Wednesday, December 21, 2011

On a lack of hurry that we knew of yore, to disentangle

In fact, any suggestion to us 
of peremptory flight from a 
well-crafted nest to one of 
precarious parameters would 
have resembled a downsizing
in the Sanford Weills, from
snuggery to Mr Alighieri's 
esy, itself. (Here, to pace
off their service corridor
and to confer with their
butler, we send them our
en tous cas metric, in a
gesture of housewarming).


This bias against precipitous dis-
entanglement far from distinguished 
one from our generation of fellows, 
and it must be confessed that our 
acquaintance with non-fellows was 
either rife with primordial incident 
or (equally to the point) not, which 
is to say, speculative. 

We, however, knew each other as our
own dirty socks: knew their stamp, 
knew they were ours, knew where they 
were, knew no one would take them
What: we can't admit to dirty socks?

There was, even then, something 
notably pressing, about whether 
we would be available for a visit 
at home; and I honestly cannot 
recall ever hearing the word, 
"No." Well, an Atlantic crossing or 
other, we were used to everything.

It was more than that we were the
thing we were all used toWe truly 
had been set apart, together. I am
aware this made us, mythically,
the butt of jokes, a stereotype. 
One sees now a smouldering entangle-
ment, prodigiously concentrative yet
observantly sympathetic, as we were
channeled (if you like) utterly to
extract each other's contribution. 
Few of us then conceived of things 
this way. We were absorbed, not -
in the strange expression of today
busy. Nobody asserted that claim.
It would have been insulting, if
it were not so meaningless.

I'll never forget an evening by the 
fire with an upperclassman, two years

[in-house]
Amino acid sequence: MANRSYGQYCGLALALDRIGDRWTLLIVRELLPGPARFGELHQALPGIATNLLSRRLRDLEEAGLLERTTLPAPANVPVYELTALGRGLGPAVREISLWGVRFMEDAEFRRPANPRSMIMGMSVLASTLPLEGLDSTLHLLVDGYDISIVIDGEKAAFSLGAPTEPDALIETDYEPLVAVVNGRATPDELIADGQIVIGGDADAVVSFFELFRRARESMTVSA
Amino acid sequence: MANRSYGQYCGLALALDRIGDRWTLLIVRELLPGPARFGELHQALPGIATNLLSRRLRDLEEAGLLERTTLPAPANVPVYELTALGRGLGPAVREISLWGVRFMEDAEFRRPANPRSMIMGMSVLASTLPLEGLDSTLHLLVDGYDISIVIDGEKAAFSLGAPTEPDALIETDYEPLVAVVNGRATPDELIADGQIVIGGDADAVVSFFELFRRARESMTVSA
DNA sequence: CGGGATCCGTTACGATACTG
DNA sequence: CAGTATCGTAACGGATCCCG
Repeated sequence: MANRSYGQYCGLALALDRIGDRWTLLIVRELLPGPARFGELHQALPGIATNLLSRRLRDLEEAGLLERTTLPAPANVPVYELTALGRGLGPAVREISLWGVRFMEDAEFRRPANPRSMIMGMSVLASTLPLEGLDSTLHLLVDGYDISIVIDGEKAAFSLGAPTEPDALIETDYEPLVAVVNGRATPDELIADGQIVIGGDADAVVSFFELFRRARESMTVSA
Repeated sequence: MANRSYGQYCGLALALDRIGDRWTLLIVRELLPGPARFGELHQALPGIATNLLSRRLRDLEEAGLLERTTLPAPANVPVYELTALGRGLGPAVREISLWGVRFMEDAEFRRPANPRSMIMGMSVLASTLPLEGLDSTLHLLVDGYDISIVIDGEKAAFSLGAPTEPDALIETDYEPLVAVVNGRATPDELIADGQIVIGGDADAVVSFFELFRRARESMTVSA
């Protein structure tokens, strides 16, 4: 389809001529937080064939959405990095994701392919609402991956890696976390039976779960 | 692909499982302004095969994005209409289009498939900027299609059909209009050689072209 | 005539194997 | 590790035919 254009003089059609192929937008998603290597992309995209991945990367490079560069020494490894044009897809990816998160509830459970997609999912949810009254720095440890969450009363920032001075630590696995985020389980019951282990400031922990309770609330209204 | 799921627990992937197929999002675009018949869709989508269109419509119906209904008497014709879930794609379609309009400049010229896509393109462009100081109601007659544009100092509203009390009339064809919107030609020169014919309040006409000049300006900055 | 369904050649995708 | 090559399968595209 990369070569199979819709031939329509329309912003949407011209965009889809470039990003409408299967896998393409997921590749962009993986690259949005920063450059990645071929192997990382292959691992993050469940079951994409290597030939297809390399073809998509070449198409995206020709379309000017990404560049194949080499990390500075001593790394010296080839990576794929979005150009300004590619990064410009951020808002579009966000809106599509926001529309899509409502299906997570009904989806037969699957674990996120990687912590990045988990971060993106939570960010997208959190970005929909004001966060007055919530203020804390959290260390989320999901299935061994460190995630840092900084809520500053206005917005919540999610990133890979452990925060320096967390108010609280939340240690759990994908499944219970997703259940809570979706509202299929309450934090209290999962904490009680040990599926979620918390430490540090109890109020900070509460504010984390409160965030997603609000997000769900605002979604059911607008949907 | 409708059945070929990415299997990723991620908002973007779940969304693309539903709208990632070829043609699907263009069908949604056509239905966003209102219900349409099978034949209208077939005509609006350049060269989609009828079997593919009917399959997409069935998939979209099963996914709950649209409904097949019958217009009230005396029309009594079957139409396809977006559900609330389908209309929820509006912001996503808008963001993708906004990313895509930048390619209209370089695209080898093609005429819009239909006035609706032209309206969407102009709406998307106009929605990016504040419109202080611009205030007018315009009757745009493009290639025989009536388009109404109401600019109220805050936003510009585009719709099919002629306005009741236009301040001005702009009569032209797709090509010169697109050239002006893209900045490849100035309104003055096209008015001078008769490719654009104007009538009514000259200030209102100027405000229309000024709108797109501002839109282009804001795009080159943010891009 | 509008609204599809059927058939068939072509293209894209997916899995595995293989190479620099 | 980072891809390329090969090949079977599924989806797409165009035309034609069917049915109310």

ahead of me, tossing backgammon dice 
back and forth, conjecturing between 
saving the baptistry doors and his
pending defenestration with a glitter-
ing degree in Art, with layers upon
layers of security beneath him. He 
said he felt de-accessioned, let go,
not commended. If this sounds tire-
some today, it was disconcerting then.

One's heart very much went out 
to him, although I was too little 
seasoned to comprehend how he felt. 
Rather, I naturally translated his
apprehension into another instance
for venerating his exemplariness.
But I was learning, and this conver-
sation will never be to me, just 
yesterday. It is not past. It is
counted in the census of our hol-

We traveled with our pajamas  
then. Risible as it is to think, 
it was considered polite to our 
hostess, even to our visitors. 
On one cold trip home one Christ-
mas, I contrived the necessity of 
flying from Philadelphia rather 
than Newark, to visit the guy born 
on November 2nd. I had a star from 
Cartier for his tree, and he had a 
scarf for me from our favourite 
haberdasher in town, whose bespoke 
jackets I still wear. We sat cross-
legged on a comfy Portuguese carpet, 
listening to Berlioz, where he and 
his brothers had knelt in their 
jammies to exchange toys - for most 
of a night, not thinking even to sip 
anything, absorbing nonetheless. The
character of that kind of time - no
machine to blink us a text, no custom
of tuning out, no pretense of multi-
tasking - drew upon an intense sen-
sory acuity we used to attribute to
the species, only to be proved wrong.
It needs to be given.

People who lived this way must engage
minds and faces of others in their
holidays, or allow them to slide by.
Very long ago, even when we were
dumb, we learned a holiday could not 
be forced. A holiday eased, however, 
counts among our happiest experiences. 
Those we can sit with, we always will.

Now the shape of affection changes,
its demands revising its qualities,
renovations estranging the unsus-
pecting, not that we are alone in
seeing this happen. My upperclass-
man friend gave me access to his
understanding, as well as to his
face and his voice. The solaced
holiday is not an entitlement of
life. It has to be given.

i         the birds guy
ii-iii  F. Lachowski
iv      Andrew Cooper
          intérieur series


  1. Have a safe, restful, rich, and good weather holiday. Your fan, Kevin

  2. And yes my dear Laurent, I will drop in all but fleetingly to feast upon les enfants and dream of paradise.

  3. My dear Kevin, I must say, I accept your offer!

    Hugs, gentle man. I think everyone who writes of his home writes for you; and for what else do we write?

  4. Dink! We missed you at paradise practice today. Learned a lot, come to think of it. Still, not so much as you know.

  5. regardless of our lives-desire remains the same. beautifully expressed, that comment stands on this page. pgt

  6. We were so close; I'm grateful to think your compliment addresses that, but I know it belongs to the giving ones that I, like others, try to transcribe. This page needs a reader like you, and at this hour, I'm not about to go shopping. :)

    Thank you for being at rmbl.